Monetary Sovereignty as Globalization's Achilles' Heel

Article excerpt

It is remarkable how the world's short recent history of floating exchange rates among flat currencies has affected popular thinking about what is eternally normal and proper in the economic system. Recently, Senators Charles Schumer and Lindsey Graham (2006) wrote matter of factly in the Wall Street Journal that "One of the fundamental tenets of free trade is that currencies should float." Such a "tenet," if it were such, could only have emerged since the 1970s. Of course, exchange rates had fluctuated widely in previous centuries, but it has been only since the 1970s that such fluctuations have been taken as connatural with the international monetary regime. Even John Maynard Keynes, the arch slayer of the last remnants of commodity money, was an adamant supporter of fixed exchange rates. (1)

Before the 1970s, it was generally taken for granted that international transactions would be best served by a system of fixed exchange rates relative to the international standard of value, which was a commodity or a claim on a commodity. Money accepted across borders had generally been gold, or claims on gold, for about 2,500 years. The post-1971 international monetary "system," certainly a misnomer, is comprised of 150-some-odd currencies, primarily national, all circulating in the form of irredeemable IOUs, or IOUs redeemable only in other IOUs. Some trade freely against others, some trade freely but with governments buying and selling so as to maintain a desired price, and some are subject to exchange restrictions by their government issuers. This would appear a recipe for continual global chaos, but it functions with far more stability than one might expect, given the complete absence of agreed rules or an agreed international money. This is because one currency, the U.S. dollar, is widely accepted voluntarily as money for the purposes of international transactions.

Nonetheless, it is a source of tremendous periodic instability, manifesting itself in currency crises afflicting countries whose currencies are not acceptable for international transactions, but which build up currency imbalances in their national balance sheets through their imports of dollar capital. Over the past two decades, devastating currency crises have hit such countries across Latin America and Asia, as well as countries just beyond the borders of western Europe; in particular, Russia and Turkey. This has led to international capital flows becoming far and away the most widely condemned flaw in globalization.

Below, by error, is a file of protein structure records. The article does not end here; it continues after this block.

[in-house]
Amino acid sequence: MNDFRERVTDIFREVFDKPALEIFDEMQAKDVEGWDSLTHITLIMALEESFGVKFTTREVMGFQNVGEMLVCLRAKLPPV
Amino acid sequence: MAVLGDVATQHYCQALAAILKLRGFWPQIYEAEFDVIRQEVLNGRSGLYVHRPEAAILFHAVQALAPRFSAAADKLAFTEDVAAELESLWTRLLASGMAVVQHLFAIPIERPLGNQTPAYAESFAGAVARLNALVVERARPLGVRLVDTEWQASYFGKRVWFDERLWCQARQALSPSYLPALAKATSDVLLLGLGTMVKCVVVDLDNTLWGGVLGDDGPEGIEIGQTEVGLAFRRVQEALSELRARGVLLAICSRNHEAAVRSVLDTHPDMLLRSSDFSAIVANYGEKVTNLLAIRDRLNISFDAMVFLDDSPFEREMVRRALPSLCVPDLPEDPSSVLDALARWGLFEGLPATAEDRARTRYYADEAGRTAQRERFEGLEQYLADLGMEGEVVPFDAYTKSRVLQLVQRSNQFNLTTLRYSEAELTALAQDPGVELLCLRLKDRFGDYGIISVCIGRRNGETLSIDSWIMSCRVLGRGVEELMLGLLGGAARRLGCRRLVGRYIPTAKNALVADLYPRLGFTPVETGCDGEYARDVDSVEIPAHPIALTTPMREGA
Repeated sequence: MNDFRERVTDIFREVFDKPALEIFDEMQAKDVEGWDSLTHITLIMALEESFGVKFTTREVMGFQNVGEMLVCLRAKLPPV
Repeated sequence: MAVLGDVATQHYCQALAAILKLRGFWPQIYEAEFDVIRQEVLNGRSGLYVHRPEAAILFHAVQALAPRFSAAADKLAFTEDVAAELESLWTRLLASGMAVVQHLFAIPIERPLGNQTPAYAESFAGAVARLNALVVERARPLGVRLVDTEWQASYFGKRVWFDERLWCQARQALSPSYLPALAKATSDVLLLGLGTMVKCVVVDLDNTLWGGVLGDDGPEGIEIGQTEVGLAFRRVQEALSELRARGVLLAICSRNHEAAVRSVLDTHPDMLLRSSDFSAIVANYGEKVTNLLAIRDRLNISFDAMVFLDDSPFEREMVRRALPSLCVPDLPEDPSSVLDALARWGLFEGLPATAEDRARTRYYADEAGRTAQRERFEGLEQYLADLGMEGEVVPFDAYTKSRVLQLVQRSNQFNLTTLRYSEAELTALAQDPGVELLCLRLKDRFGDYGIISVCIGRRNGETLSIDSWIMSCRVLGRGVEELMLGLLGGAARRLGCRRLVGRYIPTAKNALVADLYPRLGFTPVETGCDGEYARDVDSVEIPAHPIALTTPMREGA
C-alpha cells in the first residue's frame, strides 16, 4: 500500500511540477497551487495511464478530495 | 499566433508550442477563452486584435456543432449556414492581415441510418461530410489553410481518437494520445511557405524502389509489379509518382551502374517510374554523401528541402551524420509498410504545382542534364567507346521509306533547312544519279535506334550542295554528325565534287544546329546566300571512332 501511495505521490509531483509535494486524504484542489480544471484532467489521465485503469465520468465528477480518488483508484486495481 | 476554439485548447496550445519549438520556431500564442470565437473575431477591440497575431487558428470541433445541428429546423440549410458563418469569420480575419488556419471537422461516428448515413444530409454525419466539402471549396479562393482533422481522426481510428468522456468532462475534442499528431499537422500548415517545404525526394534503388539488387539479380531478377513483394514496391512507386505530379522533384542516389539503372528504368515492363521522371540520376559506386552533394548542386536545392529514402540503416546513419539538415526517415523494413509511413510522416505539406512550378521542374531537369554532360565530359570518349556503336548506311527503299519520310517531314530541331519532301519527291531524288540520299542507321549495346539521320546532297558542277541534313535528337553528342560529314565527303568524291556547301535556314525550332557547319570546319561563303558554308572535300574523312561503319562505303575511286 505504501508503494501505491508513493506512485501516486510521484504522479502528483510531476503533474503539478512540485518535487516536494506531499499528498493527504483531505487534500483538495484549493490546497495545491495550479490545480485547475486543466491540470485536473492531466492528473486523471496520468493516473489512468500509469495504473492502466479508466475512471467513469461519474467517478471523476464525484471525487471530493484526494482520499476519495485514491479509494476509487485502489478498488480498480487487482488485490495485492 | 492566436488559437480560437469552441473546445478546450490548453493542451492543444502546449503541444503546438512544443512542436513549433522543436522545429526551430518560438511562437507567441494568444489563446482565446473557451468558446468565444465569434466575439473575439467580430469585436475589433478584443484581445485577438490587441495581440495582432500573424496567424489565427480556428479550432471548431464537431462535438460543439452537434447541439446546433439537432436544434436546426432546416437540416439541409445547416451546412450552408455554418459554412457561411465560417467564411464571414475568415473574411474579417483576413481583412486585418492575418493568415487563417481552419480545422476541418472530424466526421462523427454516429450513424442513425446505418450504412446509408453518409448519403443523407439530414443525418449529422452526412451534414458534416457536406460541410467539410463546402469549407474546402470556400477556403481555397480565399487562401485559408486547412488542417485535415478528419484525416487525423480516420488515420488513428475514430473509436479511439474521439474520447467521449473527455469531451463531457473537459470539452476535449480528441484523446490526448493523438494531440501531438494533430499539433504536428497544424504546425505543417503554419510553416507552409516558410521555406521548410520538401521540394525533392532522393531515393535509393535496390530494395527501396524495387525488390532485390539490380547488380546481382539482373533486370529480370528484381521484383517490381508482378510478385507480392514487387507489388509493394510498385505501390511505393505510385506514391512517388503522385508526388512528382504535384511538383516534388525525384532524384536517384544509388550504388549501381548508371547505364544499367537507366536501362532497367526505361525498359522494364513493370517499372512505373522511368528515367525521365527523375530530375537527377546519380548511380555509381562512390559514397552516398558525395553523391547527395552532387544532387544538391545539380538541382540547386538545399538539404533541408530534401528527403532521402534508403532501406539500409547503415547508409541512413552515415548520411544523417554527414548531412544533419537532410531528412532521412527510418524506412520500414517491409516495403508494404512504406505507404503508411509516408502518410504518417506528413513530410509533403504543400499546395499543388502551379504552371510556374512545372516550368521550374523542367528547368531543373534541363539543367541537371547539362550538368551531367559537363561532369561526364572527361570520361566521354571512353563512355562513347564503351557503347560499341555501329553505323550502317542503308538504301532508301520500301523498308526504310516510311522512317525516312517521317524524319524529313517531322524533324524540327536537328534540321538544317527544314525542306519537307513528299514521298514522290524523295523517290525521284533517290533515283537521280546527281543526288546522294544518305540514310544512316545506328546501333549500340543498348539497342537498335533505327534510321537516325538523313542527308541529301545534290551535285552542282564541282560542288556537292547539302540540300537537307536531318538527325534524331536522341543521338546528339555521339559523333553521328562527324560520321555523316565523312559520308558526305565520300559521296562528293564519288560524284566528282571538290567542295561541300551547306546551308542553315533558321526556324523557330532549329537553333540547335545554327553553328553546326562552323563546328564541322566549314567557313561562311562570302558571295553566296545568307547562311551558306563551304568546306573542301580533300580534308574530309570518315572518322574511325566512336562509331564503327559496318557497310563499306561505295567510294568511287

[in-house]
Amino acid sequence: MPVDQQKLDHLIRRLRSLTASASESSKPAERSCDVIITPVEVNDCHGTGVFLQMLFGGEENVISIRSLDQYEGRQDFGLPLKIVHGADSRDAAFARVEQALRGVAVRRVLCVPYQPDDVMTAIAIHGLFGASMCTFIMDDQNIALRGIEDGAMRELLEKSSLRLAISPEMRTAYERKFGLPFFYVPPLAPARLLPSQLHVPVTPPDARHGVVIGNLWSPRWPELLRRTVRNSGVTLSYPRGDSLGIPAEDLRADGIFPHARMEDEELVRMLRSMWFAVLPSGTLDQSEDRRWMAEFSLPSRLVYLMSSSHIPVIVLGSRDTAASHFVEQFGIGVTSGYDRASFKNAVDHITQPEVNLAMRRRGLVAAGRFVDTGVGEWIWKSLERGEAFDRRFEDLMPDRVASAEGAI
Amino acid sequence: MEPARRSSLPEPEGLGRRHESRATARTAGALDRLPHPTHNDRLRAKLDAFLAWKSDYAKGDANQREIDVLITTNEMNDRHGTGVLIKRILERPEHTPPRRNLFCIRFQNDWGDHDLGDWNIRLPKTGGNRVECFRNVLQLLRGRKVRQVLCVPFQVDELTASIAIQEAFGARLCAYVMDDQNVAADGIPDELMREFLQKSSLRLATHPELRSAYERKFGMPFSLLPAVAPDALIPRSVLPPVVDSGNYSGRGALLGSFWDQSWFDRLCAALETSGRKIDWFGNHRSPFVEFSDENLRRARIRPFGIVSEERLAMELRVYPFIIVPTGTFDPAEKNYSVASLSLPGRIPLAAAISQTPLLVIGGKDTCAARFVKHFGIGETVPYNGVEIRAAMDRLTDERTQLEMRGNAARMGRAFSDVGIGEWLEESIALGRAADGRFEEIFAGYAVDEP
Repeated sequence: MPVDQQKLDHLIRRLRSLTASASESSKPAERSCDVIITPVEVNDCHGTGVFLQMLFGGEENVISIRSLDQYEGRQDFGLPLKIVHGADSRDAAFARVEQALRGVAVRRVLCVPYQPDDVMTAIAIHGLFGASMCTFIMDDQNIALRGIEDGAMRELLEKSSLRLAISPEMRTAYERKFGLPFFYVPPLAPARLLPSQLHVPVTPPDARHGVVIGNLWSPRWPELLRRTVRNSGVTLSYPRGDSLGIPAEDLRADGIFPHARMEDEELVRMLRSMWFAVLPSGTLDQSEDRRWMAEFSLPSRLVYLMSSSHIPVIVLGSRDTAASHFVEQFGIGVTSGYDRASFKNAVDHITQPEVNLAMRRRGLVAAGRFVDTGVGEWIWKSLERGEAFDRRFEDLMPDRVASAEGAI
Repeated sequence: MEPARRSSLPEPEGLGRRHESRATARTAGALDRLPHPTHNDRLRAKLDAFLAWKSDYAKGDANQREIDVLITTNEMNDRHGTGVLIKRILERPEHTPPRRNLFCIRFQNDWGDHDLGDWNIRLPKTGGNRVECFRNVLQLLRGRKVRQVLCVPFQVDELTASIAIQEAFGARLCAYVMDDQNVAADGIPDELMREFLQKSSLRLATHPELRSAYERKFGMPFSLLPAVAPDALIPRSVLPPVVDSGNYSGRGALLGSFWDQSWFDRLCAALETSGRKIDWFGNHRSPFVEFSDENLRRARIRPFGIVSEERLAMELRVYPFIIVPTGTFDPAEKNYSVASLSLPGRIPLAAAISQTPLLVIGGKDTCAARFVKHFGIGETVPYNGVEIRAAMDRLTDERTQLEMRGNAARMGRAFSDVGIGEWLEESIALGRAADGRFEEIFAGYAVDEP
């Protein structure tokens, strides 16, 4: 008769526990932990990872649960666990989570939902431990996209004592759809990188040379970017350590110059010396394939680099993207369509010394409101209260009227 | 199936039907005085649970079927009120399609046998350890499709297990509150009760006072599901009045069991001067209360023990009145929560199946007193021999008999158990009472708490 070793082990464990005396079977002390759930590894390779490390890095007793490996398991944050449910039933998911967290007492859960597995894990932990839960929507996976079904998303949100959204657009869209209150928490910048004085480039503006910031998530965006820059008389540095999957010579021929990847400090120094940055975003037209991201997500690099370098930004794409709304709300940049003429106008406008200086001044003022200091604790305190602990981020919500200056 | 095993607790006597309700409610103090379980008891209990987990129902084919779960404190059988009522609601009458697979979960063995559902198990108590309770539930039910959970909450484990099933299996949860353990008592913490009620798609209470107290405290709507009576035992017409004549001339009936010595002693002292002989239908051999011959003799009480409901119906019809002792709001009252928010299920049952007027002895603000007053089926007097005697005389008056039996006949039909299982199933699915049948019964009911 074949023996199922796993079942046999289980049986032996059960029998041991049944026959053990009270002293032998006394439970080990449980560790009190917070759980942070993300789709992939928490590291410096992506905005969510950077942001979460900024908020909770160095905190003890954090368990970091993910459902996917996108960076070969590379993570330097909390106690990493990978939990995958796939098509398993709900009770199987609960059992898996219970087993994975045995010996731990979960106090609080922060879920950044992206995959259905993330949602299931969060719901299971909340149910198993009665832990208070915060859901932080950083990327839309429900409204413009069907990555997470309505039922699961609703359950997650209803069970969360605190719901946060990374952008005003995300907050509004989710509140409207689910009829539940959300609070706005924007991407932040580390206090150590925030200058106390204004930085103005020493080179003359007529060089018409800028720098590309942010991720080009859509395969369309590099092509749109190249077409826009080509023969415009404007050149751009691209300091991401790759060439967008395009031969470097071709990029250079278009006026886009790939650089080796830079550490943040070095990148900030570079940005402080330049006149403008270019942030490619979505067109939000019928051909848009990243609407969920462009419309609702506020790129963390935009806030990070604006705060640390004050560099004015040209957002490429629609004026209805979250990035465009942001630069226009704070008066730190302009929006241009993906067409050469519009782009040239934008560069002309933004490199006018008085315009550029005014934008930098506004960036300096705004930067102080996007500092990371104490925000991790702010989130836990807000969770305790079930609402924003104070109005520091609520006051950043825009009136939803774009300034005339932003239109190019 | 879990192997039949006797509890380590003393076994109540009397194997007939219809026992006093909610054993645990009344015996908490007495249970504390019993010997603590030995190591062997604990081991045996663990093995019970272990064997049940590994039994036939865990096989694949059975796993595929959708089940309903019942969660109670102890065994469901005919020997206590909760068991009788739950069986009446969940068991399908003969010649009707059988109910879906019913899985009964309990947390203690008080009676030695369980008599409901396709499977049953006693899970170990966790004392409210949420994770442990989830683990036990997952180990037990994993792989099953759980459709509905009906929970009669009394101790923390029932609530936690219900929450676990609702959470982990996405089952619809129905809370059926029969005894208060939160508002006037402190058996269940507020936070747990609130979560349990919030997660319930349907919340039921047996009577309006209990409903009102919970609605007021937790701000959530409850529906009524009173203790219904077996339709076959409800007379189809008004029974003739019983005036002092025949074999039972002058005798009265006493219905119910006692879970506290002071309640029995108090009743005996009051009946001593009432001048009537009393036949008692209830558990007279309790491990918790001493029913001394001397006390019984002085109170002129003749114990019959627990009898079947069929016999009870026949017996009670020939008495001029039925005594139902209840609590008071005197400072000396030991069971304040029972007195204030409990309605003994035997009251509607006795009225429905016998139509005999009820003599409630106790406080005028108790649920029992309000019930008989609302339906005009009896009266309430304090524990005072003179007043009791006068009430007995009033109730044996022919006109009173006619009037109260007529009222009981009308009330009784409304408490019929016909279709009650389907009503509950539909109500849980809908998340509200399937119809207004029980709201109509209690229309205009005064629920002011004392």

That the destabilizing effects of today's cross-border capital flows should be considered, however, even by economists who should know better, a manifestation of "market imperfection" or "irrationality" is to my mind astounding. The fundamental difference between capital flows under indelibly fixed and non-fixed exchange rates was well known generations ago, decades before the modern era of globalization. Consider this excerpt from a lecture by Friedrich Hayek in 1937:

   Where the possible fluctuations of exchange rates are confined to
   narrow limits above and below a fixed point, as between the two
   gold points, the effect of short-term capital movements will be on
   the whole to reduce the amplitude of the actual fluctuations, since
   every movement away from the fixed point will as a rule create the
   expectation that it will soon be reversed. That is, short-term
   capital movements will on the whole tend to relieve the strain set
   up by the original cause of a temporarily adverse balance of
   payments. If exchanges, however, are variable, the capital
   movements will tend to work in the same direction as the original
   cause and thereby to intensify it [Hayek 1937: 64].

This was because

   Every suspicion that exchange rates were likely to change in the
   near future would create an additional powerful motive for shifting
   funds from the country whose currency was likely to fall or to the
   country whose currency was likely to rise. …